We humans are not the only ones affected by the pandemic. Zoo animals everywhere are suffering because of disruptions to their routine and a sudden lack of connection with people.

I’ve interviewed some of the employees at the Zoological Society of London (ZSL) about the impact of the pandemic on their work, on the animals’ routine and on the financial situation of the Society.

The ZSL is a charity and has been working tirelessly for almost two centuries to preserve endangered animals and their habitats. They are now temporarily closed due to the pandemic.

Zookeepers’ work continues to be essential for the animals’ well-being

Tara Humphrey, a senior keeper there, told me that she and her colleagues still have a lot work to do. Even with the doors shut to the public, her demands at the zoo are essential for the animals, and have helped to maintain her mental health.

“Us keepers have remained focused on looking after the animals, so while we miss having visitors, as we love sharing our work and educating people about our animals, we’re lucky to have so many unique residents [the animals] to take our mind off the situation for a while. Looking after our animals keeps us grounded”, she explained.

Keeper Dan Simmonds with a hanuman langur (c) Will Amlott ZSL
Keeper Dan Simmonds with a hanuman langur
(c) Will Amlott ZSL

Dan Simmonds, the team leader of the primate area, said that workers are focused on helping the animals adapt to the new lifestyle. “As keepers, we all miss the visitors, but we’re making the most of the situation and using this time to spend even more time training and thinking up creative extra activities for the primates”, he said .

Their work routine is also different now. “The last half hour before we open is usually a hive of activity – zookeepers cleaning windows, the grounds team sweeping pathways, everyone making final preparations for our visitors, and now these activities are spread out throughout the day”.

Both keepers agree that the animals are sensitive to these changes. For instance, Simmonds explained that on normal days the gorillas can feel when it’s about time for the public to arrive.

“They’re always watching us very closely trying to figure out what’s going on. Many of our animals notice when no visitors are in”, he noted. 

Critically endangered

Among the most visitor-friendly species are the critically endangered Western lowland gorillas in ‘Gorilla Kingdom.’. Simmonds explained that these animals “particularly enjoy investigating people’s different clothes and hair styles”.

Jimmy, the Northern white-cheeked gibbon, is one resident who adores the attention. Simmonds explains that Jimmy loves it when people notice him during their daily hour of exercise and give him attention from a distance.

But even though he is missing his fans, the lockdown did not stop Jimmy from “showing off”. “Jimmy has been singing every morning, and with the city so quiet this hauntingly beautiful sound can be heard clear across Regent’s Park in London”, said Simmonds.

LZ Gibbon Jimmy (c) ZSL London Zoo
LZ Gibbon Jimmy
(c) ZSL London Zoo

Keeping loneliness and boredom at bay

The lock-down has affected each of the species in the zoo differently. Tara Humphrey explained that the animals have “very distinct personalities”. “Many of our Humboldt penguins will swim up to see our visitors at ‘Penguin Beach’, while our leafcutter ants hardly register that they’re there”.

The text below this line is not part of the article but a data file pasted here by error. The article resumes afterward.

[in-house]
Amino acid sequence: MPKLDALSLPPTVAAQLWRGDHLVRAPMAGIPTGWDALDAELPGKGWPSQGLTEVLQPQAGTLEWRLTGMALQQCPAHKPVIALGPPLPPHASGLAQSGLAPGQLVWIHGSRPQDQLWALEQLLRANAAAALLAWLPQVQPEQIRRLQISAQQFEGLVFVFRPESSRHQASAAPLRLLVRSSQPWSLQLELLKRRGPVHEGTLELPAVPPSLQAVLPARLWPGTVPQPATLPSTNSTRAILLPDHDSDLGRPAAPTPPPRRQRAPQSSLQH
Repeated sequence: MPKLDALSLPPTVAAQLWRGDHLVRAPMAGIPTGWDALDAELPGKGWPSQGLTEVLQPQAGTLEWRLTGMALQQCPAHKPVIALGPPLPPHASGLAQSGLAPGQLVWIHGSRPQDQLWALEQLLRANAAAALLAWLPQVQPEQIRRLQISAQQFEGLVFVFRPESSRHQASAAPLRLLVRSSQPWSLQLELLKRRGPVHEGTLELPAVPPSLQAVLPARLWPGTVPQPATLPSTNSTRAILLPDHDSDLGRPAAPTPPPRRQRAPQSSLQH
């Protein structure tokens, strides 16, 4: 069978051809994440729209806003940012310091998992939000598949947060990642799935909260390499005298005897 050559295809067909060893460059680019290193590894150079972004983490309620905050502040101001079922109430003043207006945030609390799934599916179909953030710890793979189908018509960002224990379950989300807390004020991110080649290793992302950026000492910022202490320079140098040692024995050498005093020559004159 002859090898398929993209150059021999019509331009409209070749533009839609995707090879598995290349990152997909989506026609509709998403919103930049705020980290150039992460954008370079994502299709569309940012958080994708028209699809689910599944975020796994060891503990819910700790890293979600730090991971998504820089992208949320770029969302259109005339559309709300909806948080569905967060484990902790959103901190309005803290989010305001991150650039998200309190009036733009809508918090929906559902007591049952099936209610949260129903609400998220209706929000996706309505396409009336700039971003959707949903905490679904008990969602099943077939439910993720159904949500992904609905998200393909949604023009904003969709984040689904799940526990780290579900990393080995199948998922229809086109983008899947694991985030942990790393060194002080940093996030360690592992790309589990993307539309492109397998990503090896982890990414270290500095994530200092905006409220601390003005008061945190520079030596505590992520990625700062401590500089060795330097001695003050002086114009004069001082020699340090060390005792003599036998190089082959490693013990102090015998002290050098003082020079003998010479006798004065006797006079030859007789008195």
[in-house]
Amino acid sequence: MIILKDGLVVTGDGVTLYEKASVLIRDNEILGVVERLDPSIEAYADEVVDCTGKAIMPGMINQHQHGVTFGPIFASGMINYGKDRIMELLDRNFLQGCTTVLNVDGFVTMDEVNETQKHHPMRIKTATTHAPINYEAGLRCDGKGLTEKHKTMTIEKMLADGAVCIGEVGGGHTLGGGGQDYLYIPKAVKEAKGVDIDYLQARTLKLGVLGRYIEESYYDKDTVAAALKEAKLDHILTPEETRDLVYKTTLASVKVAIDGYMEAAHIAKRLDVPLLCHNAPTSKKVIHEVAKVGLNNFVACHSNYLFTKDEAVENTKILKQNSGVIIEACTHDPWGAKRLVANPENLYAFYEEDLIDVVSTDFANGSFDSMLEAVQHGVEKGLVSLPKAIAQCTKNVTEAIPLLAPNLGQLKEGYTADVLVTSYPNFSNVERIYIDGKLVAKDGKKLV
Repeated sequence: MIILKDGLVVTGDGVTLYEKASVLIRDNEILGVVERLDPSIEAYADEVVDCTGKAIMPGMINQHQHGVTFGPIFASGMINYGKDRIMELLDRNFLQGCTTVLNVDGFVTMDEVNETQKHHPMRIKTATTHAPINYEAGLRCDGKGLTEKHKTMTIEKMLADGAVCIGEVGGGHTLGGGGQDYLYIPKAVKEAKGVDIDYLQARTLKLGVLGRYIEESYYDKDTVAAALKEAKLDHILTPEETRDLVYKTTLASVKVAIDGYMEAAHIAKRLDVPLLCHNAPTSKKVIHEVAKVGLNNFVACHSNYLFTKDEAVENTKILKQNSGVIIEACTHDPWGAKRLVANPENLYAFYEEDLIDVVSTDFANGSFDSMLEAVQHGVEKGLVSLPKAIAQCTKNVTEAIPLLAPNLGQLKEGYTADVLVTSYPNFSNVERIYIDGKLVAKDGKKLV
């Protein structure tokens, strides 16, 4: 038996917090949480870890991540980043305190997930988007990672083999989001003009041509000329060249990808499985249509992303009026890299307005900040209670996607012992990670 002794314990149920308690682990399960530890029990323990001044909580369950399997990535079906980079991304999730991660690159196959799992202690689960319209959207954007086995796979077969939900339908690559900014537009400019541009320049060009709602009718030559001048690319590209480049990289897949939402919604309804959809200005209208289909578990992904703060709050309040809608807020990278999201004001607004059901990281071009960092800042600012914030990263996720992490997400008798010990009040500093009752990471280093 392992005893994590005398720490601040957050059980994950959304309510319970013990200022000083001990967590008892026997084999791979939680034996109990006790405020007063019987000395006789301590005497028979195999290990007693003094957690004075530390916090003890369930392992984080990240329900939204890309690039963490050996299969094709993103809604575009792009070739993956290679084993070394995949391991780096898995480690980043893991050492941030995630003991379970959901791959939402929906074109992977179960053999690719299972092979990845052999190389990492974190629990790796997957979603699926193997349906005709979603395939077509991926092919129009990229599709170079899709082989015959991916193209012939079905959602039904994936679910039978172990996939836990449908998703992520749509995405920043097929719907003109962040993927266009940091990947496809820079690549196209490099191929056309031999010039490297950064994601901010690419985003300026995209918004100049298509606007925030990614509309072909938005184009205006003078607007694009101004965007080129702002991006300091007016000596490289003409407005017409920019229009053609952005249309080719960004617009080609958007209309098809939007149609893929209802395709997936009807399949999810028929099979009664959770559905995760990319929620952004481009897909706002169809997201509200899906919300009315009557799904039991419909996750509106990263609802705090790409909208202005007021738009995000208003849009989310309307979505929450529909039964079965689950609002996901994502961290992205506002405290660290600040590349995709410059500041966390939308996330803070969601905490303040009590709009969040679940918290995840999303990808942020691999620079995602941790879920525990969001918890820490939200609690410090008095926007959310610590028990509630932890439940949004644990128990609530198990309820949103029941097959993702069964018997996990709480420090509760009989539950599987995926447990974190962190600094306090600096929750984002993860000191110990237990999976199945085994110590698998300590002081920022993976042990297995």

Some of the Asian lions and the Sumatran tiger are receiving different treatment during this time, as the absence of people visiting the zoo could have a negative impact on them. Humphrey said that they would usually sniff the air when people passed by, and that now they lack those “different scents to explore”.

“Without our visitors, the big cats are pretty non-plussed”, she said. ZSL employees have provided giant scent balls for the ‘Land of Lions’ to distract and amuse the felines.

The gorillas are also receiving new gifts: “snowballs” made of nuts and seeds for them to play with and eat. Over at the mongoose enclosure, employees are encouraging the little carnivores’ natural skills with fun toys, such as rotting logs for them to break open in search of insects.

Natural skills

Simmonds says that before, the only time of year when the Zoo ever closed was Christmas day. Some of the animals would wait for visitors all day long, baffled by their absence.

However, he notes, even though right now is a difficult and unusual period, it does not mean that the animals’ wellbeing is compromised. Through their work, keepers can actively help to protect the animals from the emotional fallout.

“We just spend more time keeping them entertained by giving them fun and enriching activities to do, which is something we already did every day. So, it’s just a case of increasing them to make up for the absence of our visitors”, Simmonds explained.

A pygmy goat waits patiently for an ear scratch (c) ZSL
A pygmy goat waits patiently for an ear scratch
(c) ZSL

Even with all the keepers’ efforts to prevent the animals from suffering, the current decrease in the zoo’s income might lead to dangerous consequences. Since March, when they had to close down, the ZSL has been suffering from a severe shortage of funds. The charity, a national symbol for science and environmental conservation, is now in danger.

Even though its Director General, Dominic Jermey, has confirmed that the institution entered the current crisis free of any debt, they are still having a hard time financially, as are not generating any income at the moment. He urges people to donate so that the Zoological Society can keep functioning.

If you’d like to make a donation or learn more about this cause, please access: www.zsl.org/donate.

Related Topics